On day 2, the stewards took a trip to Canandaigua Lake State Marine Park to meet Al Kraus, of the Canandaigua Lake Watershed Association and preform mock boat inspections. He stressed the importance of AIS prevention, and the impacts invasive species have on the environment. The stewards were also paid a visit by New York State Senator, Pam Helming, whose husband happily allowed them to use their boat for practice inspections. Helming spoke with the stewards about how incredibly important their jobs are in preventing the spread of AIS, and the effects invasives have on water quality. She also stressed the importance of keeping lakes clean for recreational purposes we all take part in and love!

Training 5.23.18 (2)
Program Manager Sam Beck-Andersen and Al Kraus stand with Senator Pam Helming as she addresses stewards-in-training at the Canandaigua Lake State Marina Park

“The Watercraft Steward Program was the perfect opportunity to combine my love of the outdoors with my love of the Finger Lakes Region.” –Ben Myers, Watercraft Steward @ Woodville Boat Launch, Naples NY

A steward is truly the first line of defense against invasive species, and you can be too! As mentioned before, our goal is to educate. So, as your families grow, and your little ones grow too, the doors are open for you to become an educator in a number of ways. It’s natural to teach your children to wear a life jacket on a boat along with other boater’s safety precautions. Why not include tips on how to prevent the spread of AIS! But don’t just stop at “how”, teach them why! If invasives continue to make appearances in our ecosystem, we could potentially lose our native species, habitats can degrade, and recreational opportunities could be lost. You don’t have to be a steward to spread awareness of AIS. The tools you need are simple…knowledge, power, and the opportunity to start a conversation! The stewards of our 7th season are, without question, an aspiring, unique group of individuals. They range in backgrounds from geological and mechanical engineering, to biochemistry, environmental science, and advanced English.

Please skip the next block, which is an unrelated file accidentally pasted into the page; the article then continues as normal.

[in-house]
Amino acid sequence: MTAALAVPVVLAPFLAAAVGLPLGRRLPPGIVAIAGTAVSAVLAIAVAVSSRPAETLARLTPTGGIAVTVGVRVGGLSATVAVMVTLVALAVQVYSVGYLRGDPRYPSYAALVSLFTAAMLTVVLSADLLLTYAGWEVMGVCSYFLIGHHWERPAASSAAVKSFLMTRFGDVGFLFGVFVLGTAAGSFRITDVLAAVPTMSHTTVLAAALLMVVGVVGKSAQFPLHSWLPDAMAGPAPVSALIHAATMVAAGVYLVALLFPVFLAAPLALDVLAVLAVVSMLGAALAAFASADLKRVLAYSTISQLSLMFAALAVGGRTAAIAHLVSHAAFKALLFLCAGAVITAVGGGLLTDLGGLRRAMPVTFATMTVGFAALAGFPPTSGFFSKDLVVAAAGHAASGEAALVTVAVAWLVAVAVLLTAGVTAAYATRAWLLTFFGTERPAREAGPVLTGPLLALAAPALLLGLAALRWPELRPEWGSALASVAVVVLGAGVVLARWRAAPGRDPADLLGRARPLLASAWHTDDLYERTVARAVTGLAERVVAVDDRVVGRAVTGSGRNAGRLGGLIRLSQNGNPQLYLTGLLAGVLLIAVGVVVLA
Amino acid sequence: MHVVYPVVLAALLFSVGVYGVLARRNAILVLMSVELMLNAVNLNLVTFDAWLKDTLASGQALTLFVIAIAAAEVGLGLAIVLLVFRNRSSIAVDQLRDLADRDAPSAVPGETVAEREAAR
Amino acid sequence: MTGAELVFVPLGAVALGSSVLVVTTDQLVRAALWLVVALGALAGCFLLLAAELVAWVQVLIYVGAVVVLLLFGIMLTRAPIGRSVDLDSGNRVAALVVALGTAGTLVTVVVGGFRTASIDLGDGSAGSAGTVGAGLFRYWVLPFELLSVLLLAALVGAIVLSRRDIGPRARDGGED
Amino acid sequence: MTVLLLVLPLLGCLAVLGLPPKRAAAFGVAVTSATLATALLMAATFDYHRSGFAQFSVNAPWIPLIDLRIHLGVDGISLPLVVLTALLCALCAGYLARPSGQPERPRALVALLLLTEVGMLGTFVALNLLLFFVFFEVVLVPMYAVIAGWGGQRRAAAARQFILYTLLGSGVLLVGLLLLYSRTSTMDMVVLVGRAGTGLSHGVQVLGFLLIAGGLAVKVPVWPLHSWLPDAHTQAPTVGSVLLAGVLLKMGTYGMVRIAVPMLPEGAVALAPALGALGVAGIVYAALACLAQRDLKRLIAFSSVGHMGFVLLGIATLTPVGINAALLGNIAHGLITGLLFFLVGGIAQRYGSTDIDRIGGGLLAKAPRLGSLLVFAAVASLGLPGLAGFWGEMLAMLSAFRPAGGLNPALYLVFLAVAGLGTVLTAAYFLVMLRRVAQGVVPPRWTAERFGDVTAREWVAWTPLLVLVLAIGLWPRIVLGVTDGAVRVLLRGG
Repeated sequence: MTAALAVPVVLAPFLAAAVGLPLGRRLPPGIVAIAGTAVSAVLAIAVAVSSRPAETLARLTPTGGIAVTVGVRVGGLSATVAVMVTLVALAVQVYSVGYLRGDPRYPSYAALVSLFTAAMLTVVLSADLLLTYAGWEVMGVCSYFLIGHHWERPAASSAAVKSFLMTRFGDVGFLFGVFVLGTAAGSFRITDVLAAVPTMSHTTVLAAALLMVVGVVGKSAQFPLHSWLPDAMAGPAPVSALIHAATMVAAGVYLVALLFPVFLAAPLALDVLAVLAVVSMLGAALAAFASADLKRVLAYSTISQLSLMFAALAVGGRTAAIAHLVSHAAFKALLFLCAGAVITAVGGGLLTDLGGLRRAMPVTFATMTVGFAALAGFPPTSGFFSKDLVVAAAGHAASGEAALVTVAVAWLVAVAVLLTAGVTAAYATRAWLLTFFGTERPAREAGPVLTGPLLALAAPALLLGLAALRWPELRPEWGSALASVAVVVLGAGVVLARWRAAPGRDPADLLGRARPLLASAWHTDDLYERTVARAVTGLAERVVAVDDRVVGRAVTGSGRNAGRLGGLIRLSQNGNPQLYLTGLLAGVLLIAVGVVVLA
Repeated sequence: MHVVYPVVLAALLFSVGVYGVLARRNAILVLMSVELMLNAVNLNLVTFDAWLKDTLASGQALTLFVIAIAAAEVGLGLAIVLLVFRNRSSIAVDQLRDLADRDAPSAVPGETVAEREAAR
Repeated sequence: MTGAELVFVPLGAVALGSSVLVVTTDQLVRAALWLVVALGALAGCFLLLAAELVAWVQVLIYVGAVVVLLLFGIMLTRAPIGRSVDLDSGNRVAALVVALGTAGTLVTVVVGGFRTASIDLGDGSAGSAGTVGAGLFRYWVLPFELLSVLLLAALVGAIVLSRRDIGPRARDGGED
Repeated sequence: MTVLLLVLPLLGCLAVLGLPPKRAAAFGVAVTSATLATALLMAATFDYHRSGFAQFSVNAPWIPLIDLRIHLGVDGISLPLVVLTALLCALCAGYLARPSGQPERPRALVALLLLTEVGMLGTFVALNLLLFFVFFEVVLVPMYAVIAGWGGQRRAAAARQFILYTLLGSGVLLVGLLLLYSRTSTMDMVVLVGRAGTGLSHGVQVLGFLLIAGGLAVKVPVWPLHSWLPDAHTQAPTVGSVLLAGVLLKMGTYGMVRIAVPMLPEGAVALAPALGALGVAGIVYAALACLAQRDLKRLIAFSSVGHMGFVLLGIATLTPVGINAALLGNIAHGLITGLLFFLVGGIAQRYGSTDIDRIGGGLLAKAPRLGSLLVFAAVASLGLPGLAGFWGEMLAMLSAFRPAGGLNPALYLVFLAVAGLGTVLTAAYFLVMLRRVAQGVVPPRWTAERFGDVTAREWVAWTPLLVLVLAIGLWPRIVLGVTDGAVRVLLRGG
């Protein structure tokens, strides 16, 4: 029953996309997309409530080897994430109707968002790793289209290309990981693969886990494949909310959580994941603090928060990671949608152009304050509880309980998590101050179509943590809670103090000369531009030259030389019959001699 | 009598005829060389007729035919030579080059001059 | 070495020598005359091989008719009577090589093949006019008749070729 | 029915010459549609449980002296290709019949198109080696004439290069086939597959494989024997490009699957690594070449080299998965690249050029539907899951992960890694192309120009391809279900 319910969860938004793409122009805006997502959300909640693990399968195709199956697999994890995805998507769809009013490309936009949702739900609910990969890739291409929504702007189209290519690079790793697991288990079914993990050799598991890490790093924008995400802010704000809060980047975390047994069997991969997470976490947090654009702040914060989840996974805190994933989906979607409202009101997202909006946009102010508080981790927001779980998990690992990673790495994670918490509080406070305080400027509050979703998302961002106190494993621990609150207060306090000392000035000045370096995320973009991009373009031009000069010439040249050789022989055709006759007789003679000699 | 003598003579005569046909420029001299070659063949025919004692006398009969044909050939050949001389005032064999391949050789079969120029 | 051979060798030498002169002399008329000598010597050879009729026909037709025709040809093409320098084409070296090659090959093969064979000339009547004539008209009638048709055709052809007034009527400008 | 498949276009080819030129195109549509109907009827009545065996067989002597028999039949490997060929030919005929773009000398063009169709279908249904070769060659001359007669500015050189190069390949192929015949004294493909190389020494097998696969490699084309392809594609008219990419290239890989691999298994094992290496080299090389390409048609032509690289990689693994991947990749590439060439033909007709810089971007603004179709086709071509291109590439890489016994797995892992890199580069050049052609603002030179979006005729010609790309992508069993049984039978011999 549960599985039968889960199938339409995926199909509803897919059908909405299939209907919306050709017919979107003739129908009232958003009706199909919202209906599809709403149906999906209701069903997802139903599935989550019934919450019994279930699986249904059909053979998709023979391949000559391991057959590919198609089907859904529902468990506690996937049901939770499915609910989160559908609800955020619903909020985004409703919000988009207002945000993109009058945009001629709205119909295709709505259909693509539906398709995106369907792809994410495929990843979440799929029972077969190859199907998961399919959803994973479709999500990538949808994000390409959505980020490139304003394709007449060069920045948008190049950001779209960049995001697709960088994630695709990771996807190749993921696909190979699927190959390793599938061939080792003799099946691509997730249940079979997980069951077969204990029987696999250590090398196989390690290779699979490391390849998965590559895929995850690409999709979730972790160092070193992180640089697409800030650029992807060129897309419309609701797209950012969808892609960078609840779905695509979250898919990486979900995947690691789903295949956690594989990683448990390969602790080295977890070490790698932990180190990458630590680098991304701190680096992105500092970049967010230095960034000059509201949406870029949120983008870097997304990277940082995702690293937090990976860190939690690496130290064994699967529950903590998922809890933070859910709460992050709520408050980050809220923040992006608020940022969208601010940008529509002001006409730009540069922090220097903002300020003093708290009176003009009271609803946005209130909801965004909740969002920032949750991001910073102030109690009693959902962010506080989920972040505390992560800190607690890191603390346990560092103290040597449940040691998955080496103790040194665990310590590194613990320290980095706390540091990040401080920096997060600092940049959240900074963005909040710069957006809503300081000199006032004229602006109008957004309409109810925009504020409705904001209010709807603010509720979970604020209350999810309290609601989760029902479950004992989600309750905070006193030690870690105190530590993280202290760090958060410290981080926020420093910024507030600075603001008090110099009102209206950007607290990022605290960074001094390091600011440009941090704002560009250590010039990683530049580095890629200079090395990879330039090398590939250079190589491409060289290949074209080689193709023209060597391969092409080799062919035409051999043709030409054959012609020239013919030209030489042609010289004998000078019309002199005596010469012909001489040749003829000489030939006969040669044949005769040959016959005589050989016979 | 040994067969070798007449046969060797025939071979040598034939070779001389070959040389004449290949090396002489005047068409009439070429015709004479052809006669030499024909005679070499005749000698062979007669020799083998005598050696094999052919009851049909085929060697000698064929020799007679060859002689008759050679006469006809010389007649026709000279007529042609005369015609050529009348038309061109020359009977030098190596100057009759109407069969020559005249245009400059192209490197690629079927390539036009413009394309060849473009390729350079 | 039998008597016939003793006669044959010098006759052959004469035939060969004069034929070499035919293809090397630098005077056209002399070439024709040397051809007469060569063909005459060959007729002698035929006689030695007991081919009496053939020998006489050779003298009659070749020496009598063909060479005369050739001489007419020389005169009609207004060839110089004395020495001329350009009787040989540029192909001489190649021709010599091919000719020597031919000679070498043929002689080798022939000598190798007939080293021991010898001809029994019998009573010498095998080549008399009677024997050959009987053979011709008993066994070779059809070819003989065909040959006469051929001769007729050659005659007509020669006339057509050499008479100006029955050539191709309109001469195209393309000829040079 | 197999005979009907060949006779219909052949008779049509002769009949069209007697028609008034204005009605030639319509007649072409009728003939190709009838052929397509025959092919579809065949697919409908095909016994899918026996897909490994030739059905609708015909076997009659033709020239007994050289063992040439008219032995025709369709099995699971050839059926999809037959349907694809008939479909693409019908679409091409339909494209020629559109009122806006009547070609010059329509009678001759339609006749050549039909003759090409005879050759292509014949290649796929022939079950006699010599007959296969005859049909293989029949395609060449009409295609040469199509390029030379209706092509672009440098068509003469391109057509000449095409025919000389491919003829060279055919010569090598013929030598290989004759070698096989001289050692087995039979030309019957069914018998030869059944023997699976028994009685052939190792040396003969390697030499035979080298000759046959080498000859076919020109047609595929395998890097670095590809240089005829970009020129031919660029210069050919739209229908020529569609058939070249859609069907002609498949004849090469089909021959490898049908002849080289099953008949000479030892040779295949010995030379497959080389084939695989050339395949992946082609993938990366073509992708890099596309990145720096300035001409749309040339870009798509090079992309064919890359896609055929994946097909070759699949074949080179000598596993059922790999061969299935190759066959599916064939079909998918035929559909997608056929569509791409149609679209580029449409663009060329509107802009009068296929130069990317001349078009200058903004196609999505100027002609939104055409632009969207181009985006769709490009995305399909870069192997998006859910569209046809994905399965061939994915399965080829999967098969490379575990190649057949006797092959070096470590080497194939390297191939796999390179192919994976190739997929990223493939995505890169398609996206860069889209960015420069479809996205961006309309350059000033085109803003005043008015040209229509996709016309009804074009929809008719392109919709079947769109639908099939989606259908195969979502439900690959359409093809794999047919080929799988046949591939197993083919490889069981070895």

“I wanted to work in the environmental field and connect with the community to invest in their watershed.” –Tessa Artruc, Watercraft Steward @ Canandaigua Lake State Marine Park, Canandaigua, 

Each year we look forward to boaters getting out on the lakes and enjoying themselves, just as much as we love meeting the new folks and educating them on invasive species and proper boat cleaning methods. Yes, we typically ask the same sort of questions each year, but it’s important for us to do so! One thing we love most is the conversation it sparks. We are educators! And we want you to know the proper safety precautions you can use to prevent the spread of AIS in the Finger Lakes. Therefore, we hope the conversation, and shared passion to protect these beautiful waters, is something you, yes YOU, can pass along to others.

“My skills of interacting with people in one on one conversations have greatly improved” –Ryan Hogan, Watercraft Steward @ Canandaigua Lake State Marine Park, Canandaigua, NY

Start a chain reaction. You can make a difference. Educate the people you know, and even the ones you don’t! Having an appetite to educate others is one of the most important steps of saving our ecosystems from the effects of aquatic invasive species, and loss of recreational opportunities we all love! So, as we continue to educate you, please use the opportunity to take the next step and pass on your knowledge for generations to come.